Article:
Oh, the humidity!

Barbara Diamond

Mother Nature wrung out the skies Monday night and let it pour

Wednesday morning.

Rare July thunderstorms and then rain provided a welcome change

from the seemingly endless leaden skies that have cast their pall

over Laguna. The annual June gloom began in mid-May and was still

with us as we headed into August. This year, the weather has even

trumped tourists as the main complaint of summer.

"I have lived here 20 years and I don't ever remember seeing it

overcast all day," said Woods Cove resident Cathy Wyatt, who moved

here from Virginia. "The weather had kind of turned on us. It's been

like the East Coast. I just wonder if it's a sign of things to come."

The hottest day ever recorded in Laguna was 119 degrees on Sept.

2, 1939, said Karen Turnbull, fourth generation Lagunan and

architectural historian. The humidity was 100%, making it the worst

day ever, Turnbull wrote in her book "Cottages and Castles." Three

days later, a storm wiped out three piers in town, leaving Rockpile

Beach as a memento.

Coastline Pilot weather columnist Dennis McTighe knows all the

statistics.

Laguna is having a warmer than usual summer this year because of

tropical moisture streaming in from the east and southeast, something

we haven't had much of since July and August of 1998, McTighe said.

The good thing is that the surface ocean temperature is hovering at

about 71 degrees, compared to 66.2 degrees in the past four years.

The bad thing is the humidity.

"I like gray houses; I don't like gray skies," Bill DeLand said.

The humidity was 20% higher than usual this July because of the

tropical moisture in the air -- in the high 70s.

McTighe predicted an electrical storm in his July 25 column, a

weather event Laguna Beach had not experienced until Monday, since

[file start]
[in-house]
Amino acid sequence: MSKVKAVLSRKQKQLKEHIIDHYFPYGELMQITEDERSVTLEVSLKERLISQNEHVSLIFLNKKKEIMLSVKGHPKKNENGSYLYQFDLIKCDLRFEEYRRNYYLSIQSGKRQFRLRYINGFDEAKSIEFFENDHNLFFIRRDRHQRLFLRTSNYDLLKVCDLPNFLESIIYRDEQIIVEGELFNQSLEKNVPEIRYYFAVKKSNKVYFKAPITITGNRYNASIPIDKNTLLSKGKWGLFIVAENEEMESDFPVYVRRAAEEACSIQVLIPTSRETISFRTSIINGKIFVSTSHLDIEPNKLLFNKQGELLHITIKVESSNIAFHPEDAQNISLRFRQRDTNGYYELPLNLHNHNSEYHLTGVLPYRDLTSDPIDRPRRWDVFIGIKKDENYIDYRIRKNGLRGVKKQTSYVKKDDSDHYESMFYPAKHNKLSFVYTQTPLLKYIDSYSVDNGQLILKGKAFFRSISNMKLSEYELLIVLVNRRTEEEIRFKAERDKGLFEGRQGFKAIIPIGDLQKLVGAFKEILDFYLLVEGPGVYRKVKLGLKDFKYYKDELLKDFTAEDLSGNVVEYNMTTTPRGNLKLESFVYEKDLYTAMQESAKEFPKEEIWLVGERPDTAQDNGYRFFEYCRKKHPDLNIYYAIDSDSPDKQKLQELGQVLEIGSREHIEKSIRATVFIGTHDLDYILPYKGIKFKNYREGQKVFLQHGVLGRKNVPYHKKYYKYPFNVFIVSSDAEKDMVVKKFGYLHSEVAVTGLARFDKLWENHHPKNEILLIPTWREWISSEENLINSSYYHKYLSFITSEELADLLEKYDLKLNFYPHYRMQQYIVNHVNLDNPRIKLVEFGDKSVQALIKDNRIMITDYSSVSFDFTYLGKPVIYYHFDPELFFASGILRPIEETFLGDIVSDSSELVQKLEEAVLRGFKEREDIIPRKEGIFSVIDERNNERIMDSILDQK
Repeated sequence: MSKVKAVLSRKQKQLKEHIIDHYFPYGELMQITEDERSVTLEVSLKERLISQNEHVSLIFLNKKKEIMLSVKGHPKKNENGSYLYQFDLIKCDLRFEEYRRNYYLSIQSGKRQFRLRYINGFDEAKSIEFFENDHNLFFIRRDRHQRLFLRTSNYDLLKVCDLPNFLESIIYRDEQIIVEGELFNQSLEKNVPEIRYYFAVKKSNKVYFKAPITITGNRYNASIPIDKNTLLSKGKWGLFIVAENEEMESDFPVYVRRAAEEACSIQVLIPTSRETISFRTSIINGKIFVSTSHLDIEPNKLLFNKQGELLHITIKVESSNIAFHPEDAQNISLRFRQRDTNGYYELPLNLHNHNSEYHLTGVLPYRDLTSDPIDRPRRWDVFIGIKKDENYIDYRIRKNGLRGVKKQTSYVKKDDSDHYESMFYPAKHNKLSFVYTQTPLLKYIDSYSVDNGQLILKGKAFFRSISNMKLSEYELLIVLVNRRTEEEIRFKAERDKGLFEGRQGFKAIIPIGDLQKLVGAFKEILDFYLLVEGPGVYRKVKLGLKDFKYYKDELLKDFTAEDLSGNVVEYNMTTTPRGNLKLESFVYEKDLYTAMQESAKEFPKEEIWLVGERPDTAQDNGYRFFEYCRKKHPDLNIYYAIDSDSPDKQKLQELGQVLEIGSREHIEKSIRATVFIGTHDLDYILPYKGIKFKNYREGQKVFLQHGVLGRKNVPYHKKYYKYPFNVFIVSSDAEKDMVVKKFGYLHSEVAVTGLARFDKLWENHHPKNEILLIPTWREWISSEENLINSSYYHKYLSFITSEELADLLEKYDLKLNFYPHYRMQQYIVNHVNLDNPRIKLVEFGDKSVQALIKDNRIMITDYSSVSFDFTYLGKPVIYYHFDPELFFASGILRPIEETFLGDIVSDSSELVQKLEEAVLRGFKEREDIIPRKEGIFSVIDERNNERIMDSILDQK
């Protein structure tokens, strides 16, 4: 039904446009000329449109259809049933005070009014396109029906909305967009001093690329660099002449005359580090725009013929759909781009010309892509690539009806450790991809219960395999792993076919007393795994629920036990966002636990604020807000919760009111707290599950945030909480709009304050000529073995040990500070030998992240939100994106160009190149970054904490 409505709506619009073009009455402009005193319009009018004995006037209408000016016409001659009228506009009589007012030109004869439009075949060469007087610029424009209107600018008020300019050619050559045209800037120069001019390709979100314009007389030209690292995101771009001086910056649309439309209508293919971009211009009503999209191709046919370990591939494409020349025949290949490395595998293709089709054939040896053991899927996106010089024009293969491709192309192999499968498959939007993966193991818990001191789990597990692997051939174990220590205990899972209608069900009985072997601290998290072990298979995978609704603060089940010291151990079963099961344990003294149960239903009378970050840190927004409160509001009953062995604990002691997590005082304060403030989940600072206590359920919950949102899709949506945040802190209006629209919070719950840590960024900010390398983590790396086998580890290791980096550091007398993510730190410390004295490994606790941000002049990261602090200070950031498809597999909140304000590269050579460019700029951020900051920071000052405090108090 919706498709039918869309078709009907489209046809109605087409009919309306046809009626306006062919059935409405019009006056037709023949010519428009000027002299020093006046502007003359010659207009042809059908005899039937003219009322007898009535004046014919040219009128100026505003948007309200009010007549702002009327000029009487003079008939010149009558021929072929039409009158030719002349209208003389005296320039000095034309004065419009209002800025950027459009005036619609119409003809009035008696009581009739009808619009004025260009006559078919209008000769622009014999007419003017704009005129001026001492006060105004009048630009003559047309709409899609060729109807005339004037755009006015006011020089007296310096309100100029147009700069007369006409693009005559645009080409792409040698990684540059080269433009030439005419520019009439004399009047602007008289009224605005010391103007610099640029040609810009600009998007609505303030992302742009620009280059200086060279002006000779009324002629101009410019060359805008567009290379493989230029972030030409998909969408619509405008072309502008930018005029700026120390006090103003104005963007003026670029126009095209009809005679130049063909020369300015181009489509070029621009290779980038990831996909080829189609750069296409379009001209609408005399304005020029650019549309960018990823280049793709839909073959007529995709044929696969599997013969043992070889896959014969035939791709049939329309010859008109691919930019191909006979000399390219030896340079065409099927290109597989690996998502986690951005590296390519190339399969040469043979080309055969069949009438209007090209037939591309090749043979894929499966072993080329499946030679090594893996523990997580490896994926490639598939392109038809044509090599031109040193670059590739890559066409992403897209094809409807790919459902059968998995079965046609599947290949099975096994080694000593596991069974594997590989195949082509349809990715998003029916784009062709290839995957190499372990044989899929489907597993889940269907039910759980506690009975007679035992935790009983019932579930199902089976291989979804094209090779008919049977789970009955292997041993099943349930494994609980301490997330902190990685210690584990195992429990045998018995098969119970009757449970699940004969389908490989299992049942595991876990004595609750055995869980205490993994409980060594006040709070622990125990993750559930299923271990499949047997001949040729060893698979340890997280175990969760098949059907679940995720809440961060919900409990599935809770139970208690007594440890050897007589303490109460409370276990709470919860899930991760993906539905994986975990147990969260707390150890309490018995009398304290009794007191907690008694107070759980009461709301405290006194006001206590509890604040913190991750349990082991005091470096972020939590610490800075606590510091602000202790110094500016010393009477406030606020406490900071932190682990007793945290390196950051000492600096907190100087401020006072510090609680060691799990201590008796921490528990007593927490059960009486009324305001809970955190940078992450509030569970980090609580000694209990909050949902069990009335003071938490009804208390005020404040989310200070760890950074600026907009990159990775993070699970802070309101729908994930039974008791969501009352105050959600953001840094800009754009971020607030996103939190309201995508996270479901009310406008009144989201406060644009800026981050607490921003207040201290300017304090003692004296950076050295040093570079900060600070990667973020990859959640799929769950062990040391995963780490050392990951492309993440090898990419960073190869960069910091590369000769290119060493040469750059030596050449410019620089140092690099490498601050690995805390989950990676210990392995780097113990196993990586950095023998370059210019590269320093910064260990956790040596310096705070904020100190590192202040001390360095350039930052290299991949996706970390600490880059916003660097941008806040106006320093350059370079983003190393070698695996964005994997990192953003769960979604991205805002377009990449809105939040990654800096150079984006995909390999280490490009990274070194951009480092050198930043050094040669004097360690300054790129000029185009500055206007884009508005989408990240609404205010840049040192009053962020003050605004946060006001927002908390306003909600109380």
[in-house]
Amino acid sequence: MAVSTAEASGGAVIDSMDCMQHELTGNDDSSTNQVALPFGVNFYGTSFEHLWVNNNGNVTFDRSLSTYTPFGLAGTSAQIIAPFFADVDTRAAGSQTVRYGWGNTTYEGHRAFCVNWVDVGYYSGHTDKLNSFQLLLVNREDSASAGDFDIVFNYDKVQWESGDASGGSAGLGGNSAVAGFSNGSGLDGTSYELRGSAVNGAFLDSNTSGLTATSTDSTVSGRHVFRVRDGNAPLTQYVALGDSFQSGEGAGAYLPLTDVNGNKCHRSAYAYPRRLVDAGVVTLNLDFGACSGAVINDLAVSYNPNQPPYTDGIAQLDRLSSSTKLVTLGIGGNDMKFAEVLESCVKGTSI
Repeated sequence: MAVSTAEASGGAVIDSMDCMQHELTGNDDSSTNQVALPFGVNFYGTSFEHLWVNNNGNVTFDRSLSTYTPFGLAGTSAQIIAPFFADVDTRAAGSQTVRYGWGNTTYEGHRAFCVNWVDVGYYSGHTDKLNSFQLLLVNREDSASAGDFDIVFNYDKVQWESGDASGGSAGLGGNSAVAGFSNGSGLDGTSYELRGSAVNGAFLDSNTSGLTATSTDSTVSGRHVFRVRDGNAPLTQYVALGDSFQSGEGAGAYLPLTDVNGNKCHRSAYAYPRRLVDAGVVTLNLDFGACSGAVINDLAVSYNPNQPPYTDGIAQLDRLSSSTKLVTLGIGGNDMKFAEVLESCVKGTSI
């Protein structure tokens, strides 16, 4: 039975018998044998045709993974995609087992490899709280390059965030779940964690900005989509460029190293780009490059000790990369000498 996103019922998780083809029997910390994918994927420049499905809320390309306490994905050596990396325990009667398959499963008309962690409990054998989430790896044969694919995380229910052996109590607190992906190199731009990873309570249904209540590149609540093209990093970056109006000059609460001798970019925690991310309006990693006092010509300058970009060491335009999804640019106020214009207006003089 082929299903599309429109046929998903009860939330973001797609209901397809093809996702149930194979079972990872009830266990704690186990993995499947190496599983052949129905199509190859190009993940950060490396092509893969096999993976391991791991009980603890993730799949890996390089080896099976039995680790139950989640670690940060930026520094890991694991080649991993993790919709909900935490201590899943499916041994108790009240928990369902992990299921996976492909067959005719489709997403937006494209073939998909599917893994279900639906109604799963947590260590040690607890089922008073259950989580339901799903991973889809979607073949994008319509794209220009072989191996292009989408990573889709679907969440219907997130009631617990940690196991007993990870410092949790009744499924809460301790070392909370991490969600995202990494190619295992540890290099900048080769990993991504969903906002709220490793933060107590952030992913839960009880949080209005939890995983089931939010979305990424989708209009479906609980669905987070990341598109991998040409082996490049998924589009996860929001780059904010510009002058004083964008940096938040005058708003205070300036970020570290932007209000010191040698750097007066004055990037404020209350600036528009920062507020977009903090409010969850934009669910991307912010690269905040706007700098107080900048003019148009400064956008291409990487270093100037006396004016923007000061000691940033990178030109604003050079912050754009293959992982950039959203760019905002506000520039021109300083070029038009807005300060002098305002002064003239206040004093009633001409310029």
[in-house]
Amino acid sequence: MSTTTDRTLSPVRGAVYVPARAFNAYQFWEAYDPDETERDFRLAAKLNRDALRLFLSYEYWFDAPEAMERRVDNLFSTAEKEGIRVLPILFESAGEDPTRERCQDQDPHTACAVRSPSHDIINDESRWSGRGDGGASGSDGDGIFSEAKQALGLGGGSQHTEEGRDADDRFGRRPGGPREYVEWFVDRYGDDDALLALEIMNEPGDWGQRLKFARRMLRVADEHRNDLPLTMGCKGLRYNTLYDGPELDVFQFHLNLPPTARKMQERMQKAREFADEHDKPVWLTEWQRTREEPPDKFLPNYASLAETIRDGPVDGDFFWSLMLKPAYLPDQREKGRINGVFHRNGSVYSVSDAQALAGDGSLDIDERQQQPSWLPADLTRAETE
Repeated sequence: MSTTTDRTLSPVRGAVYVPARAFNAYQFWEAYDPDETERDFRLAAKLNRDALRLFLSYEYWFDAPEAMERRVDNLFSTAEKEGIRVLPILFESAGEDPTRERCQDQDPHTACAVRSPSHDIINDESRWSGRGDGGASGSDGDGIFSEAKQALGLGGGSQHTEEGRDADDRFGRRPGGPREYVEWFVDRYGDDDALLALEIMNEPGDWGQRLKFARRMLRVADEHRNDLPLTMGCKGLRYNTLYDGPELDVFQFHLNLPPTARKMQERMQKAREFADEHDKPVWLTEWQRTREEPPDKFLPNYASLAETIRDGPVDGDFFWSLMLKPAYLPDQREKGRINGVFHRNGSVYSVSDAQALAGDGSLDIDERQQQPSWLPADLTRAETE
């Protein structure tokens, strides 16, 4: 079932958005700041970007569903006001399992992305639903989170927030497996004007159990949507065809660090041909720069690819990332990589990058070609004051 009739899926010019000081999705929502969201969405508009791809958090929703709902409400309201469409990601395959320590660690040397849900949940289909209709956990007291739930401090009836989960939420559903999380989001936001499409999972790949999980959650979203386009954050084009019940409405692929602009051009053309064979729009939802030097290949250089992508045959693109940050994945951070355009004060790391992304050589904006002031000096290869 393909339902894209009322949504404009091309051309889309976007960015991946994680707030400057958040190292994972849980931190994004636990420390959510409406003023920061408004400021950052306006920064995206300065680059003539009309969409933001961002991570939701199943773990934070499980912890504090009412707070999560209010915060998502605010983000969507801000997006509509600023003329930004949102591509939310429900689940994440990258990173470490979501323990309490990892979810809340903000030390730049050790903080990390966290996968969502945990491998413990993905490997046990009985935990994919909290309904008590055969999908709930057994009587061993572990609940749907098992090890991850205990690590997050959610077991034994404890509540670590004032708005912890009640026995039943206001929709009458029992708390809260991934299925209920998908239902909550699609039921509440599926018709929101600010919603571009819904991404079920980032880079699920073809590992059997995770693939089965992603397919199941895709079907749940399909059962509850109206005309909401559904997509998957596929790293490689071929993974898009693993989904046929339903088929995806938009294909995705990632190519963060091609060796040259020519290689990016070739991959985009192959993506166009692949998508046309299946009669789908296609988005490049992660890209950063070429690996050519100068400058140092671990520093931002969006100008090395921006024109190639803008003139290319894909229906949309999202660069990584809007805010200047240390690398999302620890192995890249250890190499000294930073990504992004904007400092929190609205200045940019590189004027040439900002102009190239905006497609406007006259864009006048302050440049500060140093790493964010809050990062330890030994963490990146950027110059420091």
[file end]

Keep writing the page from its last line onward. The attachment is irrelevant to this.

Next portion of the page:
July 26, 1996, seven years almost to the day.

Monday's storm dropped a mere 0.04 inches of rain, said Graham

Wright, who tracks precipitation for the city's Sewer Division. It

was not exactly the equal of the '96 event that McTighe remembers. It

certainly didn't compare to the Aug; 15, 1958, storm that lighted the

skies for three hours and unloaded an inch of rain. Other significant

summer storms occurred Aug. 9, 1965; in June and July of 1972; in

August 1983; and July 16, 1995. One that barely qualifies as a summer

storm hit July 2, 1967.

None of them should even be mentioned in the same paragraph with

the 17-hour marathon on Sept 30 and Oct. 1, 1981.

However, Monday's storm was enough to give Festival of Arts

officials a scare. They acted quickly to protect the art displayed on

the grounds.

The storm hit just before the second act of the Pageant of the

Masters.

"The audience was certainly surprised, especially since

[announcer] Skip Conover mentions in the first act that we are an

outdoor show [subject to the weather] and actually knocks on wood,"

said Dee Dee Challis Davy, Pageant director for eight years.

"If the rain hadn't started in the intermission, they might have

thought it was part of the show."

The first act includes a snowstorm.

"It's a magical moment," festival marketing director Sharbie

Higuchi said. "The real storm was very much in keeping with the

show's "Seasons" theme."

Show staff covered the orchestra pit with plastic to protect the

instruments. The audience hastily covered themselves with coats and

blankets.

"When we announced that we would make every attempt to continue

the show, there was a huge cheer," Challis Davy said. "They really

wanted to see the second act."

Art-a-Fair and Sawdust officials reported no damage there.

"We made it through OK," Sawdust publicist Rebecca Meekma said.

Electrical storms are nature's way of dealing with turbulent air.

But for us on the ground, the real benefits are blue skies and at

least a perceived reduction in humidity.

North Laguna resident Gigi Blount said maybe our memories are just

short, but she knows she has always advised friends to come and visit

in July, but not June.

"This year, we have not had the dream July weather that we are

used to," Blount said. "In a nutshell, it's not good."

Tourists are less critical.

"This is great," said Brandon Birich, visiting here with his wife,

Caroline, son Paul, and his son's friend Cullen Hennessy.

The Biriches don't even complain about the humidity.

"Hey, the ocean is right there, so you go swimming a couple of

times and cool off," Brandon Birich said.

The Northern California couple, used to a cooler climate, also did

not react the way locals did when the weather cooled as the storm

approached.

They took an evening walk, he in shorts and Reyn Spooner

short-sleeved shirt; she is in pedal pushers, tank top and flip

flops, while their hostess donned a sweatshirt for the stroll on city

streets.

"It's never cold here," Caroline Birich said. "It's always mild.

Even when it's hot, it's not too hot.

"As for Monday night's storm, I loved it."

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